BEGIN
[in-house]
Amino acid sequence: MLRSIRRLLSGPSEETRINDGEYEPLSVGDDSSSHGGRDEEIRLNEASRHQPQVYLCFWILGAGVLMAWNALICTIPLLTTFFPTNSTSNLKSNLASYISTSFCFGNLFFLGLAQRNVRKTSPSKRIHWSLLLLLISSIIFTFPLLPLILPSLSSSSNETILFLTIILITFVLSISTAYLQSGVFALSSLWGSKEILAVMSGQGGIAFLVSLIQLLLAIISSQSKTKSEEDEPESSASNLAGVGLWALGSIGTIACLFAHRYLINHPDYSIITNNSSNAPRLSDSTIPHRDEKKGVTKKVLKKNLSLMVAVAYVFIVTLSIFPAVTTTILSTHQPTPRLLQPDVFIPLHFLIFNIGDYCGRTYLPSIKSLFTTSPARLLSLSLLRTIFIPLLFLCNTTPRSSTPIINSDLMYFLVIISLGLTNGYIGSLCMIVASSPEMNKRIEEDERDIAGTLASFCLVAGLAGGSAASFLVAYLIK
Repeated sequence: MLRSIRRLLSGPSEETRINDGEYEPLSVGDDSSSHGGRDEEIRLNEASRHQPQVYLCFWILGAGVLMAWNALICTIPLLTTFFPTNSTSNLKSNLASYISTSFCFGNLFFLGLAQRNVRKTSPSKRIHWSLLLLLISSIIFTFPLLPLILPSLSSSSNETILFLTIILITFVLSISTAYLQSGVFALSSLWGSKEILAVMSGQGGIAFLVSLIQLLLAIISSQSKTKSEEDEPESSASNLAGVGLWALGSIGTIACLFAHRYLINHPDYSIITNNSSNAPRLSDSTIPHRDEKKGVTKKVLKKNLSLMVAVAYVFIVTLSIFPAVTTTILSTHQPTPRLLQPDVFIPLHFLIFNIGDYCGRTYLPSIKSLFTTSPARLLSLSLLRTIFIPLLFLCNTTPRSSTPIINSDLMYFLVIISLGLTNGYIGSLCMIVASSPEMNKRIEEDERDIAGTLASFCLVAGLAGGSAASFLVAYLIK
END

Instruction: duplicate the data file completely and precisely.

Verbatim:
[in-house]
Amino acid sequence: MLRSIRRLLSGPSEETRINDGEYEPLSVGDDSSSHGGRDEEIRLNEASRHQPQVYLCFWILGAGVLMAWNALICTIPLLTTFFPTNSTSNLKSNLASYISTSFCFGNLFFLGLAQRNVRKTSPSKRIHWSLLLLLISSIIFTFPLLPLILPSLSSSSNETILFLTIILITFVLSISTAYLQSGVFALSSLWGSKEILAVMSGQGGIAFLVSLIQLLLAIISSQSKTKSEEDEPESSASNLAGVGLWALGSIGTIACLFAHRYLINHPDYSIITNNSSNAPRLSDSTIPHRDEKKGVTKKVLKKNLSLMVAVAYVFIVTLSIFPAVTTTILSTHQPTPRLLQPDVFIPLHFLIFNIGDYCGRTYLPSIKSLFTTSPARLLSLSLLRTIFIPLLFLCNTTPRSSTPIINSDLMYFLVIISLGLTNGYIGSLCMIVASSPEMNKRIEEDERDIAGTLASFCLVAGLAGGSAASFLVAYLIK
Repeated sequence: MLRSIRRLLSGPSEETRINDGEYEPLSVGDDSSSHGGRDEEIRLNEASRHQPQVYLCFWILGAGVLMAWNALICTIPLLTTFFPTNSTSNLKSNLASYISTSFCFGNLFFLGLAQRNVRKTSPSKRIHWSLLLLLISSIIFTFPLLPLILPSLSSSSNETILFLTIILITFVLSISTAYLQSGVFALSSLWGSKEILAVMSGQGGIAFLVSLIQLLLAIISSQSKTKSEEDEPESSASNLAGVGLWALGSIGTIACLFAHRYLINHPDYSIITNNSSNAPRLSDSTIPHRDEKKGVTKKVLKKNLSLMVAVAYVFIVTLSIFPAVTTTILSTHQPTPRLLQPDVFIPLHFLIFNIGDYCGRTYLPSIKSLFTTSPARLLSLSLLRTIFIPLLFLCNTTPRSSTPIINSDLMYFLVIISLGLTNGYIGSLCMIVASSPEMNKRIEEDERDIAGTLASFCLVAGLAGGSAASFLVAYLIK